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Congress Has Returned To Work — And There's A Lot To Do

For starters, lawmakers have less than a month to pass a stopgap spending bill to avoid a government shutdown.

By Lauren Stephenson | September 6, 2016

After a nearly two-month recess, members of Congress returned to work Tuesday. And they have a lot to accomplish in a short amount of time.

They have until Sept. 30 to reach an agreement to avoid a government shutdown.

Yes, we've been here before. Multiple times in the past few years, in fact.

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"A budget impasse between the White House and congressional Republicans could force the federal government to shut down on Friday," a CNN anchor said in 2011.

"For the first time in 17 years, much of the federal government is shut down," a CBS anchor said in 2013.

"If Congress and the president can't agree on a spending bill, the federal government will shut down this Thursday," a CNBC anchor told viewers in 2015.

This time around, some Republicans seem to disagree with one another on how long to fund the government.

SEE MORE: House Democrats Might Be In Some Trouble When Congress Gets Back

We can also expect a battle over a $1.1 billion bill to fund Zika virus research.

Congress left in July without agreeing how to spend that money. Both Republicans and Democrats blamed one another.

Senate Democrats didn't like language Republicans added to the bill. They said it would prevent organizations like Planned Parenthood from getting funding to provide contraceptives. Republicans wanted to make cuts from other programs to help fund Zika research, which Democrats opposed.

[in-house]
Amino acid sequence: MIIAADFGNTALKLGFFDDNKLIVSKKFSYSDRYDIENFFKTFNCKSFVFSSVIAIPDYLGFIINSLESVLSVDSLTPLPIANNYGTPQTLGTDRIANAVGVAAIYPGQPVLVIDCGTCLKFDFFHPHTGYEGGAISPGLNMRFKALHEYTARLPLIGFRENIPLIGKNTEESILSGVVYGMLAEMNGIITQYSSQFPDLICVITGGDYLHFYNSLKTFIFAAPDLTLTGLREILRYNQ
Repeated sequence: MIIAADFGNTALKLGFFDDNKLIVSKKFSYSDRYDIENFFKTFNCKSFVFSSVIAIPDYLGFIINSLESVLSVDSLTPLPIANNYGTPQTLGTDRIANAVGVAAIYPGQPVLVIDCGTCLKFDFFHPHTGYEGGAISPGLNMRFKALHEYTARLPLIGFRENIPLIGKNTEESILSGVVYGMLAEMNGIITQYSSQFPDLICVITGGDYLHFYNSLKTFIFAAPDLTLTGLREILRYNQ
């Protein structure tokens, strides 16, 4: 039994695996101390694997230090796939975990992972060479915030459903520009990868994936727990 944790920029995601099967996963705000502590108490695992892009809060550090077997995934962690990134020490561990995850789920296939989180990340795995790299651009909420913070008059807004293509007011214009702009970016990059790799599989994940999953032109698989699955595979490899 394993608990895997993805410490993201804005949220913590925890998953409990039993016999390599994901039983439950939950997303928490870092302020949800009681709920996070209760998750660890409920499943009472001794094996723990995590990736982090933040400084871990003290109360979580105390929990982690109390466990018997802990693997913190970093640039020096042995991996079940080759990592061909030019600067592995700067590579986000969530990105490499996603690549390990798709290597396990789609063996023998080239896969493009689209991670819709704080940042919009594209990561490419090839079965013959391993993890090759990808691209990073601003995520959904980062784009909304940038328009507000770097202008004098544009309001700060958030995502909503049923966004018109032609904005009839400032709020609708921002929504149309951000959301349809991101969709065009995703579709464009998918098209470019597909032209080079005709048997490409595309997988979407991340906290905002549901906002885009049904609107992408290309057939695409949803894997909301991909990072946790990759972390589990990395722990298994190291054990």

SEE MORE: Texas Confirms Its First Zika-Related Death

While Congress was on break, officials found mosquitoes in Florida carrying the virus.

There will still likely be a political fight, but there's some hope.

As The Washington Post points out, a shutdown could affect close elections in November — that could be enough motivation to get legislators to agree before the deadline. The Hill reports some conservative Florida legislators are willing to drop the Planned Parenthood portion of the Zika bill to get the funding passed.

Even so, the next few weeks likely won't be drama-free. Politico says some conservatives will pressure Speaker Paul Ryan to hold an impeachment vote for the IRS commissioner.

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